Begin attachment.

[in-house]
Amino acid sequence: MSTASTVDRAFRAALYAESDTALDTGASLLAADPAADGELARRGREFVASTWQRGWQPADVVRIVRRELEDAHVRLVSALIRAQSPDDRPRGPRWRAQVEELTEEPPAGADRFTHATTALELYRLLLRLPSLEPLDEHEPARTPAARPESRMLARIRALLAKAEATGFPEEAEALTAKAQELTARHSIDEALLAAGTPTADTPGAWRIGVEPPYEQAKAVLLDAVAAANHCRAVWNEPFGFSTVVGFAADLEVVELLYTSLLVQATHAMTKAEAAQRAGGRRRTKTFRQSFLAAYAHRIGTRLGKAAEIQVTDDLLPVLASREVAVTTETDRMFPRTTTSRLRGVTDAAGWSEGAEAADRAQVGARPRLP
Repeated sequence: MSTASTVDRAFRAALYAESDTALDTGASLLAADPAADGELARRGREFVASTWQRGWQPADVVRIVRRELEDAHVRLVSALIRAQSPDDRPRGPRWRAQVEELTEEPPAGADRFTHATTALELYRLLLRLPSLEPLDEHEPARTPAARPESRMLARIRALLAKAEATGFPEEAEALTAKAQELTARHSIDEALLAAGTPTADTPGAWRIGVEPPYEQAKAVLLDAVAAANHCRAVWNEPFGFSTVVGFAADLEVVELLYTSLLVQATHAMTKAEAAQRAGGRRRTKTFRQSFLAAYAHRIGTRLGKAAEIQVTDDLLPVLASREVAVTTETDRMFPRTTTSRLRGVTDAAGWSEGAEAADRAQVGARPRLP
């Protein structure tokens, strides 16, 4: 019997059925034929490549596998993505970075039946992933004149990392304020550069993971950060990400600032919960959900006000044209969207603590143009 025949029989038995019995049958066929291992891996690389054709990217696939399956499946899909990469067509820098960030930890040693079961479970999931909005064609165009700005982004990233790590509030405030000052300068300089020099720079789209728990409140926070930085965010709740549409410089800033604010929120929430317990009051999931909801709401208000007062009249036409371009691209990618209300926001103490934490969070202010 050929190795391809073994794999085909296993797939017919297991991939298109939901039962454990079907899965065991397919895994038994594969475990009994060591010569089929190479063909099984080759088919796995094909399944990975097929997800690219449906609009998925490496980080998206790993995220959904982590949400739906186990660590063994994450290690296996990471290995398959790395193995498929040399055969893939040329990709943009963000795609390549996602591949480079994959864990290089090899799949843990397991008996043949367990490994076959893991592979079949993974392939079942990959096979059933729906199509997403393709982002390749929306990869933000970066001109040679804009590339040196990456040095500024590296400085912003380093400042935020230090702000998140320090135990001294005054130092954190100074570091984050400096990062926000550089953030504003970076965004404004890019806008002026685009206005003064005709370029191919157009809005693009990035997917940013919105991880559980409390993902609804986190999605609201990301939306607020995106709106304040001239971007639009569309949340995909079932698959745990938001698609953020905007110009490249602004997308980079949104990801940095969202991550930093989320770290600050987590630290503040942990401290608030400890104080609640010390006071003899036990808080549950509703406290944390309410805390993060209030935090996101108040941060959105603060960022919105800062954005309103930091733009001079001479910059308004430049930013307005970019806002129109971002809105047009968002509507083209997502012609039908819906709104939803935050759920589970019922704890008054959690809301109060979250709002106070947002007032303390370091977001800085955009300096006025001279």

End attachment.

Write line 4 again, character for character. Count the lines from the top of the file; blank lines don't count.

């Protein structure tokens, strides 16, 4: 019997059925034929490549596998993505970075039946992933004149990392304020550069993971950060990400600032919960959900006000044209969207603590143009 025949029989038995019995049958066929291992891996690389054709990217696939399956499946899909990469067509820098960030930890040693079961479970999931909005064609165009700005982004990233790590509030405030000052300068300089020099720079789209728990409140926070930085965010709740549409410089800033604010929120929430317990009051999931909801709401208000007062009249036409371009691209990618209300926001103490934490969070202010 050929190795391809073994794999085909296993797939017919297991991939298109939901039962454990079907899965065991397919895994038994594969475990009994060591010569089929190479063909099984080759088919796995094909399944990975097929997800690219449906609009998925490496980080998206790993995220959904982590949400739906186990660590063994994450290690296996990471290995398959790395193995498929040399055969893939040329990709943009963000795609390549996602591949480079994959864990290089090899799949843990397991008996043949367990490994076959893991592979079949993974392939079942990959096979059933729906199509997403393709982002390749929306990869933000970066001109040679804009590339040196990456040095500024590296400085912003380093400042935020230090702000998140320090135990001294005054130092954190100074570091984050400096990062926000550089953030504003970076965004404004890019806008002026685009206005003064005709370029191919157009809005693009990035997917940013919105991880559980409390993902609804986190999605609201990301939306607020995106709106304040001239971007639009569309949340995909079932698959745990938001698609953020905007110009490249602004997308980079949104990801940095969202991550930093989320770290600050987590630290503040942990401290608030400890104080609640010390006071003899036990808080549950509703406290944390309410805390993060209030935090996101108040941060959105603060960022919105800062954005309103930091733009001079001479910059308004430049930013307005970019806002129109971002809105047009968002509507083209997502012609039908819906709104939803935050759920589970019922704890008054959690809301109060979250709002106070947002007032303390370091977001800085955009300096006025001279």